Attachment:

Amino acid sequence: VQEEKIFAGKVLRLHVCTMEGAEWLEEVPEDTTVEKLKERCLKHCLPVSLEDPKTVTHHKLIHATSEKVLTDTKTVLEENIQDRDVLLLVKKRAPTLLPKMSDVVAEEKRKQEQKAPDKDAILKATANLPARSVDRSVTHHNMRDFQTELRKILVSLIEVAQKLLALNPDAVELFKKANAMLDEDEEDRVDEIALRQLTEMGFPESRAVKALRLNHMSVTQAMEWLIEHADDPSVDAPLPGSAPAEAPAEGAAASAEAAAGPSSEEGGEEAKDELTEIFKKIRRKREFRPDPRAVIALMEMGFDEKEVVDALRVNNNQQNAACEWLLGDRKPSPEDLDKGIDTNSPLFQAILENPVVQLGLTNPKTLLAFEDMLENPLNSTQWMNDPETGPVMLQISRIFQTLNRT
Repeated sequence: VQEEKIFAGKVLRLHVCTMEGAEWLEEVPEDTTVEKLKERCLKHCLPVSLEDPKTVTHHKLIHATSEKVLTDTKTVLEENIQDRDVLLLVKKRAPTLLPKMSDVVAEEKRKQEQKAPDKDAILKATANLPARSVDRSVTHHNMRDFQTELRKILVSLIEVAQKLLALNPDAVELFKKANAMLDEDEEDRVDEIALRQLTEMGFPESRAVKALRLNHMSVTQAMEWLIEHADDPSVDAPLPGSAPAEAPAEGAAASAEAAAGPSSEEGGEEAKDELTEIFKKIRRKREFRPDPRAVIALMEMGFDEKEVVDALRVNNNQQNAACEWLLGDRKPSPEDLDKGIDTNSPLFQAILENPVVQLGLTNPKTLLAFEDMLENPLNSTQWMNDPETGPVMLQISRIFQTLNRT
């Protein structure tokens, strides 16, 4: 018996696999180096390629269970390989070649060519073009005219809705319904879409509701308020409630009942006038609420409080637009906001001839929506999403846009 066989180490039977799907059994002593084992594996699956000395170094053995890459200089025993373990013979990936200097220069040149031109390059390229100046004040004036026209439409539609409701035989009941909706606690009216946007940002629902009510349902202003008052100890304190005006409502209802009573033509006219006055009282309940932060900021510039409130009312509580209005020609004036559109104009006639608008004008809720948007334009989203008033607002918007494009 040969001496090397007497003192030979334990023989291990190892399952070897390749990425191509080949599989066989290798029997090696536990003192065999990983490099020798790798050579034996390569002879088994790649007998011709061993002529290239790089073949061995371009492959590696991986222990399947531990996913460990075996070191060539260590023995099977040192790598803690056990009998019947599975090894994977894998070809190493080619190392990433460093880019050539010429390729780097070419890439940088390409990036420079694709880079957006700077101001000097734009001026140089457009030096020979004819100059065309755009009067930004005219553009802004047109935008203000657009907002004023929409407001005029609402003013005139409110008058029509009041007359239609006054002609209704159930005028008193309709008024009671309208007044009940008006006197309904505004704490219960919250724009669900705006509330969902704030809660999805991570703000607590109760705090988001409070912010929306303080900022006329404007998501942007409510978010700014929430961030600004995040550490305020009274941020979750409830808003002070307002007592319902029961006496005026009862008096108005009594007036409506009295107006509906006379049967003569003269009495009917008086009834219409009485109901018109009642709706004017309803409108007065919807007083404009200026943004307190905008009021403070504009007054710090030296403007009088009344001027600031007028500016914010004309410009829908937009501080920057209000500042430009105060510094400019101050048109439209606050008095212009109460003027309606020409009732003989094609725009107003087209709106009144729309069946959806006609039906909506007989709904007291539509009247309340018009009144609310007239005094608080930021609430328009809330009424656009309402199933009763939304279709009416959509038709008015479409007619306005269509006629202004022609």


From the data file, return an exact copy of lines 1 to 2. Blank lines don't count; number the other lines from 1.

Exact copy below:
Amino acid sequence: VQEEKIFAGKVLRLHVCTMEGAEWLEEVPEDTTVEKLKERCLKHCLPVSLEDPKTVTHHKLIHATSEKVLTDTKTVLEENIQDRDVLLLVKKRAPTLLPKMSDVVAEEKRKQEQKAPDKDAILKATANLPARSVDRSVTHHNMRDFQTELRKILVSLIEVAQKLLALNPDAVELFKKANAMLDEDEEDRVDEIALRQLTEMGFPESRAVKALRLNHMSVTQAMEWLIEHADDPSVDAPLPGSAPAEAPAEGAAASAEAAAGPSSEEGGEEAKDELTEIFKKIRRKREFRPDPRAVIALMEMGFDEKEVVDALRVNNNQQNAACEWLLGDRKPSPEDLDKGIDTNSPLFQAILENPVVQLGLTNPKTLLAFEDMLENPLNSTQWMNDPETGPVMLQISRIFQTLNRT
Repeated sequence: VQEEKIFAGKVLRLHVCTMEGAEWLEEVPEDTTVEKLKERCLKHCLPVSLEDPKTVTHHKLIHATSEKVLTDTKTVLEENIQDRDVLLLVKKRAPTLLPKMSDVVAEEKRKQEQKAPDKDAILKATANLPARSVDRSVTHHNMRDFQTELRKILVSLIEVAQKLLALNPDAVELFKKANAMLDEDEEDRVDEIALRQLTEMGFPESRAVKALRLNHMSVTQAMEWLIEHADDPSVDAPLPGSAPAEAPAEGAAASAEAAAGPSSEEGGEEAKDELTEIFKKIRRKREFRPDPRAVIALMEMGFDEKEVVDALRVNNNQQNAACEWLLGDRKPSPEDLDKGIDTNSPLFQAILENPVVQLGLTNPKTLLAFEDMLENPLNSTQWMNDPETGPVMLQISRIFQTLNRT